Miller: Stacey Harper, so there are these micro or nano plastics and then also chemicals that are embedded in these tires that also leach out?
Harper: Yes, that’s correct. So the chemicals- and we’ve known for a little bit some of the chemicals that cause some of the fish kills that we’ve seen in the salmon in the Pacific Northwest. So we’ve identified that. But ours is really the first investigation trying to look at the effects of the tire particles themselves, including that nano-sized fraction of particles that are invisible to the naked eye.
Miller: Stacey Harper. Can you describe the setup of these experiments physically, how you went about setting up these inquiries?
Harper: Yes. So for us, we were hoping to kind of mimic what is commercially available for all of the plastic studies that we do, and the tires are no different. So we went and purchased a standard, never been driven, standard passenger car tire, and milled it down using a cryo-mill. We cut it into small little bits and then stuck it in a chamber that we could then flash freeze, and there are some metal balls in there where we could just smash them up until they were reduced to basically a powder and then we have some separation techniques where we can separate out the size that’s kind of in that micro-sized range and the nano-size range and do our experiments from there. Then my lab focuses on freshwater organisms, whereas Susanne does some of the aquatic organisms that live in estuaries and marine systems.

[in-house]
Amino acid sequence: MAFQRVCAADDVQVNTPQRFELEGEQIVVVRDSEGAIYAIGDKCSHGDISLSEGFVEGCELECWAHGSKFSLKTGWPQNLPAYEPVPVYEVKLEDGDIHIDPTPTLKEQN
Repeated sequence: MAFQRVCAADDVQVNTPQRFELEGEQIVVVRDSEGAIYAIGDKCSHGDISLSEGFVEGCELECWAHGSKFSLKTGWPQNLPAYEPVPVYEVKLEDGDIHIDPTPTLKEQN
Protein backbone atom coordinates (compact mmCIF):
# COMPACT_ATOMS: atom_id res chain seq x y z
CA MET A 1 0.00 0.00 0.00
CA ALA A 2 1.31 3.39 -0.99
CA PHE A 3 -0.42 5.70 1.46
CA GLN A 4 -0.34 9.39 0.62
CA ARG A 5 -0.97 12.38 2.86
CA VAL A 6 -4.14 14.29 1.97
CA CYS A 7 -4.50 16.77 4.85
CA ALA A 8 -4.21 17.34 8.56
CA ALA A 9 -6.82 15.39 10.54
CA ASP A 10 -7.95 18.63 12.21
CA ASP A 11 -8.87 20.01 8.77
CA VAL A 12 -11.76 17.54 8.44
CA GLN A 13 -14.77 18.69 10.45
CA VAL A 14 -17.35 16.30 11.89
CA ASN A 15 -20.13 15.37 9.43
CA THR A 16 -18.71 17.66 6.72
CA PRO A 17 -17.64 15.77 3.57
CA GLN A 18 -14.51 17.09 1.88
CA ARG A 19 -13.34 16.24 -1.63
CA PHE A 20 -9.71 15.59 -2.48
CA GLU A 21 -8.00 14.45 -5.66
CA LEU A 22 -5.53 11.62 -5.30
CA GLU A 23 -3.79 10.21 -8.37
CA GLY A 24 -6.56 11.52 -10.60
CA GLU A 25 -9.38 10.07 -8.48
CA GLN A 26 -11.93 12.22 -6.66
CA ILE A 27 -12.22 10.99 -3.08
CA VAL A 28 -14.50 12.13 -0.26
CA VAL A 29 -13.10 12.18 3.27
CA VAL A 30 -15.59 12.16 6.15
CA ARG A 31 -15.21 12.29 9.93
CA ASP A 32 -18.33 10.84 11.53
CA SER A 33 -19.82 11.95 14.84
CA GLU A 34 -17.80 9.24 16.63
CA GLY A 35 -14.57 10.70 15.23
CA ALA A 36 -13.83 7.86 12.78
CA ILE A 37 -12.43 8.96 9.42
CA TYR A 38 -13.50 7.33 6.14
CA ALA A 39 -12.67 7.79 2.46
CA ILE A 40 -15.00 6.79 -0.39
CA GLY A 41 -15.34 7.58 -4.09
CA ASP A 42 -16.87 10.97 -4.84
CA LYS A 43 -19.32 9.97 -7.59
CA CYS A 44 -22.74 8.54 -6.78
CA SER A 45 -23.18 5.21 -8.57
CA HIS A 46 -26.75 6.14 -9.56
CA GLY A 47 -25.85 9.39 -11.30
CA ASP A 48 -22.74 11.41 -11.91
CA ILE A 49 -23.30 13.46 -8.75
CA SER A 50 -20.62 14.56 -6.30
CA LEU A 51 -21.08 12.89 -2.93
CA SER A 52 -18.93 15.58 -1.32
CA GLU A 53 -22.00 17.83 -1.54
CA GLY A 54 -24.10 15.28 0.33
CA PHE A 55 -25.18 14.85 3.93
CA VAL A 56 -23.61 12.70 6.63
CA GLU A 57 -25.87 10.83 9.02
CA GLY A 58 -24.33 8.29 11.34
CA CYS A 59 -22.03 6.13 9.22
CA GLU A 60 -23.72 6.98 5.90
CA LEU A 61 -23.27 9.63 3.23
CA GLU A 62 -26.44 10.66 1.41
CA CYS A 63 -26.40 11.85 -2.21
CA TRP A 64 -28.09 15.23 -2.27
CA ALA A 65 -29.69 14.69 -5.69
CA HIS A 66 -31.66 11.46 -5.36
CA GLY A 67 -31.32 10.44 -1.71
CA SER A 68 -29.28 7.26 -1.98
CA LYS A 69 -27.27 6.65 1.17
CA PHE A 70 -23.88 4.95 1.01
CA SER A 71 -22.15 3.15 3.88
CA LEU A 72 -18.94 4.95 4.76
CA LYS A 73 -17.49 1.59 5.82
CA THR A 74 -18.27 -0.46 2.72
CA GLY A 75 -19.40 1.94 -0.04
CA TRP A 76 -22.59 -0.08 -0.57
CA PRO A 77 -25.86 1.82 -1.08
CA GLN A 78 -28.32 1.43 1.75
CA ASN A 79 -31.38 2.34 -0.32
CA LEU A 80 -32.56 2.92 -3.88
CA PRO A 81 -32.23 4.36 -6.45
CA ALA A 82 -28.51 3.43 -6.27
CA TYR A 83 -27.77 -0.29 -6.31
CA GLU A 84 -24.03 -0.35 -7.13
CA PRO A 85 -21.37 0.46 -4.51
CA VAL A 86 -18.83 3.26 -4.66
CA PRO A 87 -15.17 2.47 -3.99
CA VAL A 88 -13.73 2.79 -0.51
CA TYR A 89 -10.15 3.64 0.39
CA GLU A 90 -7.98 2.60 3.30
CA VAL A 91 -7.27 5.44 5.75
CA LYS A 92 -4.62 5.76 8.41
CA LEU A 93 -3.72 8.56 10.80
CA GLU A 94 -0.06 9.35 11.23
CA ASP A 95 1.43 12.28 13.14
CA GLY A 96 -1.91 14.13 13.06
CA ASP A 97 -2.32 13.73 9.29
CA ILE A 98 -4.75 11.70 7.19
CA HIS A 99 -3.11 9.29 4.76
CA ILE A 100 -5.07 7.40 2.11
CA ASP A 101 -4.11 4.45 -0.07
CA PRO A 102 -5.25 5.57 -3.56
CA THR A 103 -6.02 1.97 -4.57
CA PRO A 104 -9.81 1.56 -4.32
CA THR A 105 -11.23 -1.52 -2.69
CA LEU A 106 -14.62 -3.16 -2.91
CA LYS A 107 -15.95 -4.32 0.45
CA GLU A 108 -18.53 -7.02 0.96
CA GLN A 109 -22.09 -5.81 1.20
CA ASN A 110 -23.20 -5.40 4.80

Miller: Susanne, let’s start with the saltier version of this experiment. You looked at two different saltwater animals if I’m not mistaken, a kind of fish and a kind of shrimp, both of which can be found near the Oregon coast. Can you give us first the sort of the high level sense for your findings?
Brander: Sure. And just to clarify, we used a larval fish species that is used as a model across North America for measurement of responses to different pollutants. And so it’s found off the coast of California but not off the coast of Oregon and then the species of invertebrate we used, which is a micro-shrimp, is also commonly used across North America for such studies, and there are species of micro-shrimp found along the Oregon coast. But we looked at early life stages of these organisms, so the fish hatched out into tire particle exposures and the micro-shrimp were about seven days old. So only a few millimeters long each. We really wanted to get at that sensitive window when organisms are likely going to be more responsive to exposures. And we looked at both growth and behavior. We found that particles had an impact on growth just over a short time window of exposure just over a few days, and that the presence of particles also changed the way both organisms behaved in the water.
Miller: In what ways was their behavior changed?
Brander: That’s a really good question. So we use a system called Noldus EthoVision. And it’s basically a chamber that uses a computer to continuously record behavioral responses during an experiment. We’re able to measure things like distance, where in the chamber that the animals are swimming in, where they’re sort of spending the most time. We’re also able to measure subtle changes like their turn angle, how quickly they can turn and what angle that turn is at as well as something called meandering, which is basically just measuring you know how random their movements are. And all of these things in the wild can add up to increased susceptibility to predation or can also add up to increased difficulty in obtaining food. So there is really an ecologically relevant way to measure pollutant impacts.